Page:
He is right, I believe, especially in that we have forced ourselves to assemble a language of reverence out of ordinary, non-religious words and signs.
I have a shelf of UUA meditation manuals near my desk. I can pick one at random -- here is one -- it's Kaki McTigue's Shine and Shadow. Just leafing through a few pages at random, I come to this stanza:
Instead, consider your life --
who you love, and why,
how blessed you are to be here, resting
under a shower of birdsong,
and what strange bright luck it is to be the owner
for a few years, of this beating heart,
these wondering eyes, the ears
into which the kingfisher spills her small chuckle
as she dips across the water.
Another book, another page: this time Elizabeth Tarbox, Evening Tides. It does not take long to find this paragraph:
We are forged by the unrelenting blows of living that hammer us into pleasing shapes and make us unique. The bellows that startle the fire to new life are blowing behind us to keep us moving, and creation will make us useful so that when our lives have passed into the flame, there will be some part of us that will live on to support the feet of the next generation.OK, there is a little mixing of metaphors there -- where did those "feet"come from? -- but still, it is language that reaches toward the ineffable.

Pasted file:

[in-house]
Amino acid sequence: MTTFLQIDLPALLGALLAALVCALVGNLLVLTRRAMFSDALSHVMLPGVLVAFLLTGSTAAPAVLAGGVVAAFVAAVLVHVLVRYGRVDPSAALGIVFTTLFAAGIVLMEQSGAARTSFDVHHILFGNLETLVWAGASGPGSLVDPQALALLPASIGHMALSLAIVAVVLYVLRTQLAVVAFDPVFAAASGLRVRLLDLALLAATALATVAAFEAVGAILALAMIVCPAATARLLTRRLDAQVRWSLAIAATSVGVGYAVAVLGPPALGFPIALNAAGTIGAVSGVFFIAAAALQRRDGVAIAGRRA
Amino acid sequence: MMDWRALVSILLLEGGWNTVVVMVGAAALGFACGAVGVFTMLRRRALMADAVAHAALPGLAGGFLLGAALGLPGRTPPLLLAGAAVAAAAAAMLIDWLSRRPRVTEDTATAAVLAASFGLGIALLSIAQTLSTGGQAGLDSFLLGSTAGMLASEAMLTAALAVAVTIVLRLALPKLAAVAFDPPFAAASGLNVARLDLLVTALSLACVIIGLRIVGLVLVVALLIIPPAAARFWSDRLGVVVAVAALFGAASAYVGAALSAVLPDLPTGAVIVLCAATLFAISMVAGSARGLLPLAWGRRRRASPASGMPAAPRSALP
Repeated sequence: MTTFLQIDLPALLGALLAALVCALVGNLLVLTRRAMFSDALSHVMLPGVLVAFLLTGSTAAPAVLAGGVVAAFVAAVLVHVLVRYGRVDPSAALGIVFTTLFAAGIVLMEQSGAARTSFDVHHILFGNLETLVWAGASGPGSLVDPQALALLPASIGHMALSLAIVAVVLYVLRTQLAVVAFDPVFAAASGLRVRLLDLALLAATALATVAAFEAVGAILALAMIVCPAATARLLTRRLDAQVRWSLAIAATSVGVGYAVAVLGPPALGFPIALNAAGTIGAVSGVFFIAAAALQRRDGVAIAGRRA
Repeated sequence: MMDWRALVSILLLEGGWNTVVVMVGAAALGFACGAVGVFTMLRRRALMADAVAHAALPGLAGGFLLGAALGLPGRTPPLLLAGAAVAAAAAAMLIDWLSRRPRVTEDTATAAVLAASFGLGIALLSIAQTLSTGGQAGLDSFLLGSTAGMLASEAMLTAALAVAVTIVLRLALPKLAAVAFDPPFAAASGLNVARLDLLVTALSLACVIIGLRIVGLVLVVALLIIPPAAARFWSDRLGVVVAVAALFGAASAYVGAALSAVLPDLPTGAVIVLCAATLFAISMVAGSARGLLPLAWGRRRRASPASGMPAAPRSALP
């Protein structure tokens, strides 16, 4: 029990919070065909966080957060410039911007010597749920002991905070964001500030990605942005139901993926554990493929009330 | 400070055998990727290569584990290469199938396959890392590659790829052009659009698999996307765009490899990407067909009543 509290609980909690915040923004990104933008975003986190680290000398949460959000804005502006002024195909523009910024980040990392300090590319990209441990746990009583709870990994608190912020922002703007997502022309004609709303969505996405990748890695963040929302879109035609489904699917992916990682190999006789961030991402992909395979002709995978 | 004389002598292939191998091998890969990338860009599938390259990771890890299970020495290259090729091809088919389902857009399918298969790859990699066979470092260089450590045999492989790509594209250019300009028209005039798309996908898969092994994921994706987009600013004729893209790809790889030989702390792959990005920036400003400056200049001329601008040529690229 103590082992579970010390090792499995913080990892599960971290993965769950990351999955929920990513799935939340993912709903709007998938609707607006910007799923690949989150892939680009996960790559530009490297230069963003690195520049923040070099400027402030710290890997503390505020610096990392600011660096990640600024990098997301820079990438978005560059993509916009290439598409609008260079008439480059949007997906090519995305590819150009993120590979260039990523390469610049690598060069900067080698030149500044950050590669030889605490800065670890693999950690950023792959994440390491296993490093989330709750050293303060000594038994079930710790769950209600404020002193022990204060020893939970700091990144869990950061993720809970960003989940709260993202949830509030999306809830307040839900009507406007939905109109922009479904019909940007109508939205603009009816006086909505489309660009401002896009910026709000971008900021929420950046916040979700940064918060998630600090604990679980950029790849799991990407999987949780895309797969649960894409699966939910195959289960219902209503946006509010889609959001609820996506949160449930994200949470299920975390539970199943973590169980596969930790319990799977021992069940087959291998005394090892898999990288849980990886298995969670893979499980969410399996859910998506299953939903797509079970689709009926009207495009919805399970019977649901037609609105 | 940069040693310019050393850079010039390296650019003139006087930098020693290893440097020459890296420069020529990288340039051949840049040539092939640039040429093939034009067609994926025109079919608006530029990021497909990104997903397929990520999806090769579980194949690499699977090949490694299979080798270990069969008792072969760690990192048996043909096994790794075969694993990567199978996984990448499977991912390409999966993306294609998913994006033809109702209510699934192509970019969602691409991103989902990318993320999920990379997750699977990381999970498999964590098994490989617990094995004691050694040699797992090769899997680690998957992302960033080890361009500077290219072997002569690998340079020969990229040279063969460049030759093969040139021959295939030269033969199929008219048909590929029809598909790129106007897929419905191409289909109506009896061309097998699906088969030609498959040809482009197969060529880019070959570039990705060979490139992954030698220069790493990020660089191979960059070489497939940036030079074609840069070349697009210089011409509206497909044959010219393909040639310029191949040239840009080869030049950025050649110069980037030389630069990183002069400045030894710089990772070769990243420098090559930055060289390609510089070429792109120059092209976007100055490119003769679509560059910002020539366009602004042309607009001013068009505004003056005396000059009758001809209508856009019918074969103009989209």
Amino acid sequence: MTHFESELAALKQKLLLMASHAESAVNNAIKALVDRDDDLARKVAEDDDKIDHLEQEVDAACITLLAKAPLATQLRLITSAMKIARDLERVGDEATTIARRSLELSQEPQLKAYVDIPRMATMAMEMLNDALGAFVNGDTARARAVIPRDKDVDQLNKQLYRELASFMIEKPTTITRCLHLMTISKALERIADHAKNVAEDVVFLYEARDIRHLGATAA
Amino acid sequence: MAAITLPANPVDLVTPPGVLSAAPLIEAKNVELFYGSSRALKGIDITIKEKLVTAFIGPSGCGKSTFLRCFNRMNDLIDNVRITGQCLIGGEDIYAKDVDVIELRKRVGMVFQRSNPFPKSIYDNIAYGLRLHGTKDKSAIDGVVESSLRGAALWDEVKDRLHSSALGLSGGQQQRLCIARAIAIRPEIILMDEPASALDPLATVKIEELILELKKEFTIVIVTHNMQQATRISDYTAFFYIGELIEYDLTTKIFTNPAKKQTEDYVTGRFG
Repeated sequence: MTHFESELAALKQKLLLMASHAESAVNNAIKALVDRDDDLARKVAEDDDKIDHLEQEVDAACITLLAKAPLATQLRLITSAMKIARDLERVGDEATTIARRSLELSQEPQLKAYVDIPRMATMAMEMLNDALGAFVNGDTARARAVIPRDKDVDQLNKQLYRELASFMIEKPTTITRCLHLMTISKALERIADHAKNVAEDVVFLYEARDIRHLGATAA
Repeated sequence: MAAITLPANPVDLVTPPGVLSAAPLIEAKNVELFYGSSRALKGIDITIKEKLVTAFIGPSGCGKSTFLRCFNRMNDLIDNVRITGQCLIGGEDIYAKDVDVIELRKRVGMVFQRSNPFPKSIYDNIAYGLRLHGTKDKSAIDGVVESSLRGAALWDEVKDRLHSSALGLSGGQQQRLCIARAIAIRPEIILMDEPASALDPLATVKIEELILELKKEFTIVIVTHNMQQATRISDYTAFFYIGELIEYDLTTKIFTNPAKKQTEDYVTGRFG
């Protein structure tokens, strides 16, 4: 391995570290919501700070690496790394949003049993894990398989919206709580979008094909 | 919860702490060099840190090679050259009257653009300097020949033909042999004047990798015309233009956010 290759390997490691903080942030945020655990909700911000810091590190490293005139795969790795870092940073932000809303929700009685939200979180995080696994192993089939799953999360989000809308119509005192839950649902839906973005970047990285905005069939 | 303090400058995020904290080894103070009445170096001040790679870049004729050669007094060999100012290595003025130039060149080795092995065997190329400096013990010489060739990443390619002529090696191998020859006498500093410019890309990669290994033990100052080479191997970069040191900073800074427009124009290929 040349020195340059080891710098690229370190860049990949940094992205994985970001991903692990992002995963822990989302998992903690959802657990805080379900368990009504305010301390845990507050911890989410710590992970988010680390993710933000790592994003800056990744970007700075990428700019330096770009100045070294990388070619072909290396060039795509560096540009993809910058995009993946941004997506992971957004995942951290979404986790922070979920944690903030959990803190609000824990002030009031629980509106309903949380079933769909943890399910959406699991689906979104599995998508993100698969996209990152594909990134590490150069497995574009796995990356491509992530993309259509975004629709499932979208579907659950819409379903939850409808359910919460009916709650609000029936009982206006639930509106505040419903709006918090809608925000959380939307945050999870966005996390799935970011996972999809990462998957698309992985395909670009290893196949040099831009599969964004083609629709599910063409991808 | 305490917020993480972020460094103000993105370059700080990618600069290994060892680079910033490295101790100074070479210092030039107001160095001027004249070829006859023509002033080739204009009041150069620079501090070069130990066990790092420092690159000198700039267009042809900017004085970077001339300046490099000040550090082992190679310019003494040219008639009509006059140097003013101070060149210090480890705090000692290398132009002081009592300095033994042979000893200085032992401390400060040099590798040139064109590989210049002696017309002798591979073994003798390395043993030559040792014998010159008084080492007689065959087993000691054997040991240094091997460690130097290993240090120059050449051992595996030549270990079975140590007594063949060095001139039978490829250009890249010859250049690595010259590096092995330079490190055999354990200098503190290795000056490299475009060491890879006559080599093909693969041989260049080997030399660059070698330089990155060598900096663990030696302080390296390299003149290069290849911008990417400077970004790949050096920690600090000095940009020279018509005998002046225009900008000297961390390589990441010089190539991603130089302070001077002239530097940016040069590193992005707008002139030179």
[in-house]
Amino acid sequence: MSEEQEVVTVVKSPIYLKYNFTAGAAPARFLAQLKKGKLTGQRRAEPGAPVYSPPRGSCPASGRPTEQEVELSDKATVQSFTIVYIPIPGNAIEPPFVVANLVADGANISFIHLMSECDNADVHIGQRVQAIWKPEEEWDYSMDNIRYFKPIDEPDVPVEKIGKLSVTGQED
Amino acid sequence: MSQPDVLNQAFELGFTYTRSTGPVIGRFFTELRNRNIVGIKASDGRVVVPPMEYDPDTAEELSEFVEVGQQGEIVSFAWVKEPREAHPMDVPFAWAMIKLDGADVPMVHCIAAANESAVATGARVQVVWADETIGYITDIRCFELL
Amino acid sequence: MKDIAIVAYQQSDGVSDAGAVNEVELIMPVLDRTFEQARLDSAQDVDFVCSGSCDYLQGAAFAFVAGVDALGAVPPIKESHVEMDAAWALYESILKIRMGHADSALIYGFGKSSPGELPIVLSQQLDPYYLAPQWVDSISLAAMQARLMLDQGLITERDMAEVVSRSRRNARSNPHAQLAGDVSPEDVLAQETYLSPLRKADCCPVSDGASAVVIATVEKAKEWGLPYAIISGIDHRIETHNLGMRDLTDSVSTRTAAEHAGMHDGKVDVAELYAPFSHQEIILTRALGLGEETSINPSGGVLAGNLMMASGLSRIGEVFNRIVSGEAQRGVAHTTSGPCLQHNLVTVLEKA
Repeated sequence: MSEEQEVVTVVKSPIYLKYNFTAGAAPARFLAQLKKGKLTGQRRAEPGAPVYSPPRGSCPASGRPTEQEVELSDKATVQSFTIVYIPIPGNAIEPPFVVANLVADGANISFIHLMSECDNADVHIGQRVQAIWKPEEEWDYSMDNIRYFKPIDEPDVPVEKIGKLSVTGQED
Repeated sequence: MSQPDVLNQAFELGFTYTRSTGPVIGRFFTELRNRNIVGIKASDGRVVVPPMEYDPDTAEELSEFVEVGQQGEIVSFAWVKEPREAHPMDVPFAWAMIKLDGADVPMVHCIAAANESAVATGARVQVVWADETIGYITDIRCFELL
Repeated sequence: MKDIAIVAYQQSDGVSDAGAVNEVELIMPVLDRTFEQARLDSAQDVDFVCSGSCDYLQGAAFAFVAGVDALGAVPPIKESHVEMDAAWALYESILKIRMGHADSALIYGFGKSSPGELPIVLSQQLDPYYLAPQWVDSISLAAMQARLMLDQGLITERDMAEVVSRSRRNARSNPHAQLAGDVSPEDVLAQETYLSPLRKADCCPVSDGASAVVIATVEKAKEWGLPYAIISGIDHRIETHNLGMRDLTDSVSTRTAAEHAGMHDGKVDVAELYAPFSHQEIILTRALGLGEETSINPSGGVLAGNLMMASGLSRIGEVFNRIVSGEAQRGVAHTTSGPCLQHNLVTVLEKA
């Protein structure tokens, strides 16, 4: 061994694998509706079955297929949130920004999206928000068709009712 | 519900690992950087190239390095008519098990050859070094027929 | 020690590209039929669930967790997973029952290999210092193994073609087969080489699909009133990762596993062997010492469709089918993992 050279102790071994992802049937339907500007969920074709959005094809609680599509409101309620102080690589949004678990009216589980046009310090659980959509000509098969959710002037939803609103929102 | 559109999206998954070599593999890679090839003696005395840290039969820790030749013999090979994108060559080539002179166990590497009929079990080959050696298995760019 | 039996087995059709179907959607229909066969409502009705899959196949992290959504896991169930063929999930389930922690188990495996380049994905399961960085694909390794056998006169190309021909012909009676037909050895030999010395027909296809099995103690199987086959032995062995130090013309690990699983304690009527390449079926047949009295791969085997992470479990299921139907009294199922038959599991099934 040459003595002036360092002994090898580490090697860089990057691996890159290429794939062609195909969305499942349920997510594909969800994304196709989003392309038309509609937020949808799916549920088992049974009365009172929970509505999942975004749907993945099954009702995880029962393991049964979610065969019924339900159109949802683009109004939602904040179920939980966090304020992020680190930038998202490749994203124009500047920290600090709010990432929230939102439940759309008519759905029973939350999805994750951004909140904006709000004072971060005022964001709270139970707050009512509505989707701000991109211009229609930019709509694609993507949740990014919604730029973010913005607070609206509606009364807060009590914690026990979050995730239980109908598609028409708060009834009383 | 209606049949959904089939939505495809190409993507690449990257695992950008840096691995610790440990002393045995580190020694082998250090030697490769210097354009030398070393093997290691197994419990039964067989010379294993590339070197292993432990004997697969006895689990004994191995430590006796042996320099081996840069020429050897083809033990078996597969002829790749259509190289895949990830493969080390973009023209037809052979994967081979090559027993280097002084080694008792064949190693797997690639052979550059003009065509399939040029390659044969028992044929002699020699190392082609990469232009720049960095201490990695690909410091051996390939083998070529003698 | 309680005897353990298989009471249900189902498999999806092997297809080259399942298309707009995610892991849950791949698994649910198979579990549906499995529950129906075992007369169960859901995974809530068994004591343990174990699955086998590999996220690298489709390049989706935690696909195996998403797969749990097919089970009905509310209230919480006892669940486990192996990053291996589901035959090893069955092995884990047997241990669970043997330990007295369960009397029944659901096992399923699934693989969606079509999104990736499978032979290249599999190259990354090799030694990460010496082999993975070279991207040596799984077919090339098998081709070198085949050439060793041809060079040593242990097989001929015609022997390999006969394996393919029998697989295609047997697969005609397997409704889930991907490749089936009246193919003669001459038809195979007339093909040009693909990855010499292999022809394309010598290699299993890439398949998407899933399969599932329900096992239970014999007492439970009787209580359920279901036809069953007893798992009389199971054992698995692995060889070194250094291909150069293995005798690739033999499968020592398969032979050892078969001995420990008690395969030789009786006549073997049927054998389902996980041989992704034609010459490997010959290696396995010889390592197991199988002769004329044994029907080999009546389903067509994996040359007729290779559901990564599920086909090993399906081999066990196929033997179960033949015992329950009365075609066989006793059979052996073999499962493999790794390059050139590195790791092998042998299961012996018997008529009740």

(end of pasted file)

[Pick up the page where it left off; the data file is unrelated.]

At the conclusion of his sermon, Rev. Forbes sat down next to Liz Lerner to explain what it was that we UU ministers had to offer. And as he spoke, this man, so known for his eloquence and articulation, twisted and contorted his body, as he physically enacted the struggle to speak, to find the right words, to get his point across. Like a young boy trying to declare his affection to his first love.
Or like one of our ministers, like myself, for example, sitting at my desk, writing a sermon and trying to describe that sense of well-being that my classmates at seminary would just call "grace" or the "presence of God" and be done with it.
Because we have had to speak for and to those who are allergic to such Christian-specific language, we have learned to speak of grace as "that strange bright luck it is to be the owner, for a few years, of this beating heart."
There are millions of people out there who are not allergic to the word "grace" but neither do they know what it means. Re-reading Paul again does not get them closer.
We may have been anointed by our experience, much of which many of us bitterly resented at the time, to the appointment of telling them about "grace" and pointing to The bellows that startle the fire to new life.